The Chesapeake Fibershed is looking to explore in community an earth centered practice of finding colors for our textiles from within in our landscape.
Our intent is to open our dialog and the beginning of a series of invitations and forays into the colors of our local landscape. Our journeys will take a seasonal tone in that we plan to explore our relationships with three to four plants a season. From these explorations we hope to develop color palettes and to cultivate understandings of the history and potential of the plants and minerals in our fibershed. We welcome community conversations and hope to create a platform to share ideas and inspirations.
How do you relate to your landscape and to the earth? What is your relationship to the plants and minerals around you, and in our extended fibershed? It is through natural dyeing that many of us have the opportunity to experience deeper relationships to the earth and its seasonal shifts. Through our experiences with plants we discover not just the release of colors, but also a greater awareness of place and a sense of belonging and being in conversation with the living landscape of our local spaces. The gift of the practice of natural dyeing, the release of color and medicine in our fibers, brings a wealth of complex and wondrous hues, healing gestures and alternatives to dye systems which continue to cause significant harm to our planet.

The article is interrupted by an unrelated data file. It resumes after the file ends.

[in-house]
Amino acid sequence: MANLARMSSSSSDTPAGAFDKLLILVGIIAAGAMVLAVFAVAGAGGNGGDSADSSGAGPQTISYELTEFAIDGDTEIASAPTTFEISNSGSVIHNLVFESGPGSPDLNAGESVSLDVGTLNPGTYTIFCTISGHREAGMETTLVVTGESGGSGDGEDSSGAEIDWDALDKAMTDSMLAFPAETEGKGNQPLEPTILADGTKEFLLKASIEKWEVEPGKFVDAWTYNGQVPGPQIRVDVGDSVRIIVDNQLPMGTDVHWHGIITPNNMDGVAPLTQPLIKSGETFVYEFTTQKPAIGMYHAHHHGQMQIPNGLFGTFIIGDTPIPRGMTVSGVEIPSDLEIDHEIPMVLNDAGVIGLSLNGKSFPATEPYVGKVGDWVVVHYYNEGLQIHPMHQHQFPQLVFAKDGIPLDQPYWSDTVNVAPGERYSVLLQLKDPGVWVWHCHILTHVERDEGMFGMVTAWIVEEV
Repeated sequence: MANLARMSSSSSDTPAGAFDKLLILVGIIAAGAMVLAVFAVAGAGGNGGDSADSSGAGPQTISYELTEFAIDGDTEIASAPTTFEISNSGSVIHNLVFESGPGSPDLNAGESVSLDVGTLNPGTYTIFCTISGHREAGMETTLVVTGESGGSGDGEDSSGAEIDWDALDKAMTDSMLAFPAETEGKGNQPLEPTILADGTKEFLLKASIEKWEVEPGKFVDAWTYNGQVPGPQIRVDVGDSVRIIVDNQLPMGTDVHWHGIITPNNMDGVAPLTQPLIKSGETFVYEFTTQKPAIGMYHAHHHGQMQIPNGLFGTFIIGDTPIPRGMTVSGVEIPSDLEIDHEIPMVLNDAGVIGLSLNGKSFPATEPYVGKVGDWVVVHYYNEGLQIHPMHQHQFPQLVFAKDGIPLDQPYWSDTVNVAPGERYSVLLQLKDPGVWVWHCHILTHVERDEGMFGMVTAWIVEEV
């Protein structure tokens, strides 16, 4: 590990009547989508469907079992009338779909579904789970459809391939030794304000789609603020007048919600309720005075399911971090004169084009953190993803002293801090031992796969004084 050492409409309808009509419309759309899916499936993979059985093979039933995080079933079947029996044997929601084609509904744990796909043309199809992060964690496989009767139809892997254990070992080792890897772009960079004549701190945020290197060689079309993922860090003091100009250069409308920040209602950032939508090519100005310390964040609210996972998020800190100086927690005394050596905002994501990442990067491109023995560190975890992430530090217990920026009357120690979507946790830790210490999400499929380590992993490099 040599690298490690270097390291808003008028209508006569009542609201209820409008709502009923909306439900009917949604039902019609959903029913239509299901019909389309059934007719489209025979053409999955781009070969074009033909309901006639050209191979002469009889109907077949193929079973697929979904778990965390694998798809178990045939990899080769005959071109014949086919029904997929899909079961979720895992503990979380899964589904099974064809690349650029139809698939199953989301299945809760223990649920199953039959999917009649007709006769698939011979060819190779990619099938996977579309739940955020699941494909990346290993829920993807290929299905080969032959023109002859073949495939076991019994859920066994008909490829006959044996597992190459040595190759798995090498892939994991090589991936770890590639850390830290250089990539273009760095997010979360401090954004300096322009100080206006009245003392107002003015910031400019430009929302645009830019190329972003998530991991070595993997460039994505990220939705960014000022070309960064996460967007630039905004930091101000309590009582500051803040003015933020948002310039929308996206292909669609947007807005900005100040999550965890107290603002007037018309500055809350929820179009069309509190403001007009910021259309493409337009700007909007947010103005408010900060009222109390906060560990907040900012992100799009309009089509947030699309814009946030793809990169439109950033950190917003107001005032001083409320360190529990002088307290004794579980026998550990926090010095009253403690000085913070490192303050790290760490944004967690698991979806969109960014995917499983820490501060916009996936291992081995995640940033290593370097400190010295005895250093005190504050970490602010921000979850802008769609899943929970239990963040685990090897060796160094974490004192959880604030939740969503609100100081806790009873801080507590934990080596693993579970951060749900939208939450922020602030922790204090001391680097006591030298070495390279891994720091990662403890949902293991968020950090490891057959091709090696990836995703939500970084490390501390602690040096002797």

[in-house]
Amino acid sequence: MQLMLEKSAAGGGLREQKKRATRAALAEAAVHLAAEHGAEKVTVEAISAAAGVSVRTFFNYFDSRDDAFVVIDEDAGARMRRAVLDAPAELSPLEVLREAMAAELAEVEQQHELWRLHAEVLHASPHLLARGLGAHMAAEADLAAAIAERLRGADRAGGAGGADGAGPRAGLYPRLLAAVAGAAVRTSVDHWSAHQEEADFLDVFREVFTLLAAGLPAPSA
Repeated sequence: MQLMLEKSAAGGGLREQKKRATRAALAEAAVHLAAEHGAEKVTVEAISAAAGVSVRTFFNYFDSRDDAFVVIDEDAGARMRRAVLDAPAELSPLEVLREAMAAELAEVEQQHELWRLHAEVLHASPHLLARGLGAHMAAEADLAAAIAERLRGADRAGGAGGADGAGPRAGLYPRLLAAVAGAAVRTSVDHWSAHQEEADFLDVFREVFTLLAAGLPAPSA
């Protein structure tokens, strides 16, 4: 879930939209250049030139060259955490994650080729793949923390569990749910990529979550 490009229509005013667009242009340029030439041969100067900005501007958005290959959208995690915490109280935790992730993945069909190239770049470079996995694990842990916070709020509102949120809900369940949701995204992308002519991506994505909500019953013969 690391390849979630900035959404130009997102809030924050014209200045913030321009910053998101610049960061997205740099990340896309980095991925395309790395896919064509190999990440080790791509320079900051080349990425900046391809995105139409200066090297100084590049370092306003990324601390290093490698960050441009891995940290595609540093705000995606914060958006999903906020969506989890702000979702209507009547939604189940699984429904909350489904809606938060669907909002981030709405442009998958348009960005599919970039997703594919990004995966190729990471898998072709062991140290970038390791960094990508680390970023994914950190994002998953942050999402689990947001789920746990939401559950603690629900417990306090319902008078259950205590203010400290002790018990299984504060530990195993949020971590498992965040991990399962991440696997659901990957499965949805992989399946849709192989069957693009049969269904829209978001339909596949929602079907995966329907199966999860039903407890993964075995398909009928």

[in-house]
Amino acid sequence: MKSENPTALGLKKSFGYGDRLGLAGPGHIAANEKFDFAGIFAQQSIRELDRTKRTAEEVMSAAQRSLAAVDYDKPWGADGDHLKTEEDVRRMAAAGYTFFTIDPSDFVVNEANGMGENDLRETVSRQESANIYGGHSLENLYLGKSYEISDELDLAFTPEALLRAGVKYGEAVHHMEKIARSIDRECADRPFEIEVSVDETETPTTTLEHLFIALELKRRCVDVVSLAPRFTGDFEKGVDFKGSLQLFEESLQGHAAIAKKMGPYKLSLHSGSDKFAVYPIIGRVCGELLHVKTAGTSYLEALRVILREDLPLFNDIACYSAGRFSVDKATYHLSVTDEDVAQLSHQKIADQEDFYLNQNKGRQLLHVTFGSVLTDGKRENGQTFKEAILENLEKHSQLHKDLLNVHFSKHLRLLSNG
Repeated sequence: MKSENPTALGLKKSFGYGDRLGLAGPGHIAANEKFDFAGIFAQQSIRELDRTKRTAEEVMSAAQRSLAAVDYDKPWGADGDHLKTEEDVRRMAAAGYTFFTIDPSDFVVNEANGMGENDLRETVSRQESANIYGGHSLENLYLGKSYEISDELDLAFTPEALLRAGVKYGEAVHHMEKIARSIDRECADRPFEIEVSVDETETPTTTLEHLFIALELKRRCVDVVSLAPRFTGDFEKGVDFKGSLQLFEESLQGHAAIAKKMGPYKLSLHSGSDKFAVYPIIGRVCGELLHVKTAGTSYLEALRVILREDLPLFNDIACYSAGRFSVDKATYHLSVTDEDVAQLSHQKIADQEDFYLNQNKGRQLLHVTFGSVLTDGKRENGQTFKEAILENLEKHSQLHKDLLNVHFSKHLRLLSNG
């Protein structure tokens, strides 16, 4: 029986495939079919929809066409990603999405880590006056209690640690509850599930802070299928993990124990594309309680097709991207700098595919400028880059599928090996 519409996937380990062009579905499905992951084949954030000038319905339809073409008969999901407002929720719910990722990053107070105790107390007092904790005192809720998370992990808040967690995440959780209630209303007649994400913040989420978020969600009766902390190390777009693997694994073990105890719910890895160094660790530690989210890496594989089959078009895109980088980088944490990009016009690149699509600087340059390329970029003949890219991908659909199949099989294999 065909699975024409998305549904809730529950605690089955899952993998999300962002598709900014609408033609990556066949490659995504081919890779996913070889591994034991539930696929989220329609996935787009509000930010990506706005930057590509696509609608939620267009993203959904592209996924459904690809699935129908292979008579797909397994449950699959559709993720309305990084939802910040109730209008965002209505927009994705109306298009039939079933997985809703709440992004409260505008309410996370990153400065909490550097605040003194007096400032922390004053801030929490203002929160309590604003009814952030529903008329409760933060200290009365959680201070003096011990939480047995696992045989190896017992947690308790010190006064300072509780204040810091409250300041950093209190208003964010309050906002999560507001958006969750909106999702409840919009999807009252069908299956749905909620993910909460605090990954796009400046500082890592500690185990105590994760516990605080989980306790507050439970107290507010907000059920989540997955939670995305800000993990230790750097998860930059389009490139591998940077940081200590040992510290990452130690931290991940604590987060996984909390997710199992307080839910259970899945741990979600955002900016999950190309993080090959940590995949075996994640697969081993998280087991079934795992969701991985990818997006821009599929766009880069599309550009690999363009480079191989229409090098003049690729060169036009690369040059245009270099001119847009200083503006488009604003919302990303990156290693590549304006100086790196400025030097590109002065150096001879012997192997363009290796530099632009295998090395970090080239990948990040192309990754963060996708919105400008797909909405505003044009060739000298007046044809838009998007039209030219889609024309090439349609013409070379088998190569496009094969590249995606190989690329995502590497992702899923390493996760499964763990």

In the spirit of conversation, plants invite us to think beyond the recipe, towards the deepening of a relationship to the processes of natural dyeing. In thinking about harvest, whether from our own cultivated gardens, or wilder fields and forgotten spaces, we have opportunities to think beyond what we can gain in inspiration and color, towards what we can give back through connection, mindful tending, sustainable foraging practices and appreciation. In this way, we are not just asking of plants and earth minerals, what can you give and bring, but we are asking of ourselves too what can we bring, give, and how we can be in relationship to the place, the earth and to the planet. At the very least, to be open to seeing and responding to the plants around us we are entering into a different kind of dialogue, that of being in community with the earth. In this way of working, of appreciation and acknowledging, we enter the spirit of reciprocity, a concept used in the writings of Robin Wall Kimmerer to help draw focus and attention to our relationship to the natural world and as an element of our work with plants as dyes.
Where do we begin in our personal journeys with plants as a dye source? For those just beginning their explorations we have posted a resource list of some of our favorite dye books, as well as a list of places to purchase plants and seeds. It is our hope that we will find ways to share our experiences and to grow, collectively a sense of the identity of this place and its history through our stories and practices as well as exploring the colors, traditions and histories of the plants we chose to grow and invite to our cultivated spaces.